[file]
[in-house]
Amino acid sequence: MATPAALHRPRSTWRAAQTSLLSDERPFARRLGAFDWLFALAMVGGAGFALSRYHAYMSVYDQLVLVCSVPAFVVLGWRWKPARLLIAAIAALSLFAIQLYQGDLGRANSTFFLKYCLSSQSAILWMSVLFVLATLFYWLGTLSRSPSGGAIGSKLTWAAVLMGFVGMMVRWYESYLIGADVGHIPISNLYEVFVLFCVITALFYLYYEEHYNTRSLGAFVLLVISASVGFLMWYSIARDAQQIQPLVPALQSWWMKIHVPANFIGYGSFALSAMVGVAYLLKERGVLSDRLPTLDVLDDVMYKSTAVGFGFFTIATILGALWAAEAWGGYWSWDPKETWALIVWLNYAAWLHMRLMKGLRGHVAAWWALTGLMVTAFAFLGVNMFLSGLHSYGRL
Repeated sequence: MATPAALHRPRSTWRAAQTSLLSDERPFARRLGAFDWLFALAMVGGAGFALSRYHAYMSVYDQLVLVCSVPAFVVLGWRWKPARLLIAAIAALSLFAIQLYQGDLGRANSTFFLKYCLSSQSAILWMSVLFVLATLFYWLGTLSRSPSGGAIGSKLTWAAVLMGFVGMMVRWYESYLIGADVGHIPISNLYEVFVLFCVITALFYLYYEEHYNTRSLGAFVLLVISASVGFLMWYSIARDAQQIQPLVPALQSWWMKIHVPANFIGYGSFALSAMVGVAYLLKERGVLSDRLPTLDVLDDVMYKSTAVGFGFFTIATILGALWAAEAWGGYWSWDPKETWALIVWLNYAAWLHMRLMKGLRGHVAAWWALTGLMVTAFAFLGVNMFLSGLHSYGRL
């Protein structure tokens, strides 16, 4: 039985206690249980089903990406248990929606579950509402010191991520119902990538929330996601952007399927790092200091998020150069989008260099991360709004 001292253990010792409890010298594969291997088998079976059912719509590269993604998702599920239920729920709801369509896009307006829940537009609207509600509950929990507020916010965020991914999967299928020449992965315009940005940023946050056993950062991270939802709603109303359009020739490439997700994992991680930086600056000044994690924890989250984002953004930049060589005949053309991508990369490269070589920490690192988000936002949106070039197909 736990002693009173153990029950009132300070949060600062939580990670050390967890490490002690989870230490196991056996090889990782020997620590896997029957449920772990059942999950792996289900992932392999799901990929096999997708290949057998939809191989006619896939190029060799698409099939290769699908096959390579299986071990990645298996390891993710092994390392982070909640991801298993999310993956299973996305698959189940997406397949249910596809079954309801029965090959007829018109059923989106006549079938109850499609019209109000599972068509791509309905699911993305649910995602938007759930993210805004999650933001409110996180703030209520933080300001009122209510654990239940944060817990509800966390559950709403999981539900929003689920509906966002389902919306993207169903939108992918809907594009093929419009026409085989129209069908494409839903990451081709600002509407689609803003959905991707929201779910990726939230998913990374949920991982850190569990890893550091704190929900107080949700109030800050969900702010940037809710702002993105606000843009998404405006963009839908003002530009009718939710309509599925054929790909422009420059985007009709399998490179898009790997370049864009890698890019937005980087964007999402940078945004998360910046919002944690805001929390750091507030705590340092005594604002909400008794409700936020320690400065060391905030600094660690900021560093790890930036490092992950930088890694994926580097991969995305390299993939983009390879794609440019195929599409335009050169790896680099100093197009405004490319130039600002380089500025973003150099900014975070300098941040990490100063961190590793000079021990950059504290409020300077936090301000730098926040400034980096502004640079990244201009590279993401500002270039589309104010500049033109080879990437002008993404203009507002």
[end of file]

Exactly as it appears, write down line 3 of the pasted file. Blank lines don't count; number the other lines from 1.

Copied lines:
Repeated sequence: MATPAALHRPRSTWRAAQTSLLSDERPFARRLGAFDWLFALAMVGGAGFALSRYHAYMSVYDQLVLVCSVPAFVVLGWRWKPARLLIAAIAALSLFAIQLYQGDLGRANSTFFLKYCLSSQSAILWMSVLFVLATLFYWLGTLSRSPSGGAIGSKLTWAAVLMGFVGMMVRWYESYLIGADVGHIPISNLYEVFVLFCVITALFYLYYEEHYNTRSLGAFVLLVISASVGFLMWYSIARDAQQIQPLVPALQSWWMKIHVPANFIGYGSFALSAMVGVAYLLKERGVLSDRLPTLDVLDDVMYKSTAVGFGFFTIATILGALWAAEAWGGYWSWDPKETWALIVWLNYAAWLHMRLMKGLRGHVAAWWALTGLMVTAFAFLGVNMFLSGLHSYGRL